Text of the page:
They dont seem to be very good at this however. I went to a drop in centre the other week for stitches - they had my address , and confirmed it was current. I went to a different drop in centre a week later - they had an address from 20 years ago. The marvels of technology eh?

This despite them spending a couple of billion over the past 5 years on some kind of "I.T. system"

0
1
Thumb Up

Re: whut?

Point is I'd like to trust the NHS - they did save my wee life a few weeks after I was born so bah on private profit or trough politician bollocks. Also - If google tracked every event when you went to the doctors how would you feel?

1
0
Thumb Down

Re: whut?

Oh hi Mark 63, as someone who actually works for the NHS rather than pontificating from my sofa here's a bit of a wake up call bizarrely the various bits of the NHS aren't allowed to share data due to information governance rules put in place to keep the tin foil hatters in the world happy......... Yup as an analyst trying to improve the chances of you surviving your inevitable emergency admission at near the endpoint of your life I'm not allowed to string together all the various events that happen to patients to work out how we improve the service and reduce mortality rates. From your point of view every time you contact whatever part of the NHS you speak to they will have no idea of whats happened when you've contacted other bits of the service, joys of cutting the NHS into separate legal entities and paranoia about IG.... Nottalottapeopleknowthat...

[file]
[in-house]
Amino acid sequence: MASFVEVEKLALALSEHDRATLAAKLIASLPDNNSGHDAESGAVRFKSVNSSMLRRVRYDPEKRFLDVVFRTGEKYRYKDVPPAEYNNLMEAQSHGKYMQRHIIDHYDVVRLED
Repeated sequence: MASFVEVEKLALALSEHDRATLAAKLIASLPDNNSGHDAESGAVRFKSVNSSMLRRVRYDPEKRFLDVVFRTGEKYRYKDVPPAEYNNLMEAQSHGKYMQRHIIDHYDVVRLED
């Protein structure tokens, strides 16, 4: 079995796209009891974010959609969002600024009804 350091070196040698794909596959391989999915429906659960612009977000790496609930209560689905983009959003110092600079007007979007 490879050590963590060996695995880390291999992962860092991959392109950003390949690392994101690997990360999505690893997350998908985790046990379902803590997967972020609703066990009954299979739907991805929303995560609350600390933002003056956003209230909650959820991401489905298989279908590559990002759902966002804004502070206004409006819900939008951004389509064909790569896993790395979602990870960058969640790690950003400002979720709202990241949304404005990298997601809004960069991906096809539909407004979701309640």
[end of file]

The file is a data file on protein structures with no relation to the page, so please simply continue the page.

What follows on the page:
0
0
Silver badge

@Lord of Cheese

I get where you're coming from, but it isn't the "tinfoil hatters" that are your problem. It's the weasel politicians who have shares in the IT and pharmaceutical companies, who want to violate everyone's privacy while being seen to be doing something about protecting it.

You see, most people rightly say something like "I want the NHS to be able to share my data with my doctors and personal carers, but not to be able to sell it to pharmaceutical corporations." Now some slimy pollie who owns shares in said IT and pharmaceutical companies doesn't want this, so he draws up some convoluted sneakily-worded claptrap bill about privacy protection that, at a casual reading, looks like it does what people want, but in reality does the exact opposite; viz. preventing data sharing between the NHS and doctors (which makes it look like privacy is being protected) while still allowing them to sell it to pharmaceutical companies (thus filling said slimy pollie's pockets.)

So people who want their privacy protected from commercial exploitation cop the blame as "tinfoil-hatters", while the real culprits, the thieving crooks who call themselves a government, come across as trying their very best to make the opposing requirements of privacy and expediency meet in the middle, while in reality they're using weasel tactics to pass twisted laws enabling them to fill their pockets with the profits from sale of our data.